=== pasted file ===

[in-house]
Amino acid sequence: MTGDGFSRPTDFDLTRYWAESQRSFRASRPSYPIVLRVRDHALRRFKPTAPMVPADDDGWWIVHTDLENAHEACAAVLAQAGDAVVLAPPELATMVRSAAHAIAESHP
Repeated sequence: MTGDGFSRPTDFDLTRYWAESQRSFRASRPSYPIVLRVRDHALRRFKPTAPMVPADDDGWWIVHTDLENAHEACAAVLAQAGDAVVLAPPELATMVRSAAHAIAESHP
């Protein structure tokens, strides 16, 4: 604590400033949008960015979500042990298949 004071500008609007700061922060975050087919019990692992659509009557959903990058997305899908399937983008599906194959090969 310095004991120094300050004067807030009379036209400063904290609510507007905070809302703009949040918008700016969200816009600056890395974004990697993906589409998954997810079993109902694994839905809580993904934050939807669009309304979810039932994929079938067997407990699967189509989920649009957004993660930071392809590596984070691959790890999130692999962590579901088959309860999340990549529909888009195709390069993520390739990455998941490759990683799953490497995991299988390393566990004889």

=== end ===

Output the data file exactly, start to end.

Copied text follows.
[in-house]
Amino acid sequence: MTGDGFSRPTDFDLTRYWAESQRSFRASRPSYPIVLRVRDHALRRFKPTAPMVPADDDGWWIVHTDLENAHEACAAVLAQAGDAVVLAPPELATMVRSAAHAIAESHP
Repeated sequence: MTGDGFSRPTDFDLTRYWAESQRSFRASRPSYPIVLRVRDHALRRFKPTAPMVPADDDGWWIVHTDLENAHEACAAVLAQAGDAVVLAPPELATMVRSAAHAIAESHP
């Protein structure tokens, strides 16, 4: 604590400033949008960015979500042990298949 004071500008609007700061922060975050087919019990692992659509009557959903990058997305899908399937983008599906194959090969 310095004991120094300050004067807030009379036209400063904290609510507007905070809302703009949040918008700016969200816009600056890395974004990697993906589409998954997810079993109902694994839905809580993904934050939807669009309304979810039932994929079938067997407990699967189509989920649009957004993660930071392809590596984070691959790890999130692999962590579901088959309860999340990549529909888009195709390069993520390739990455998941490759990683799953490497995991299988390393566990004889």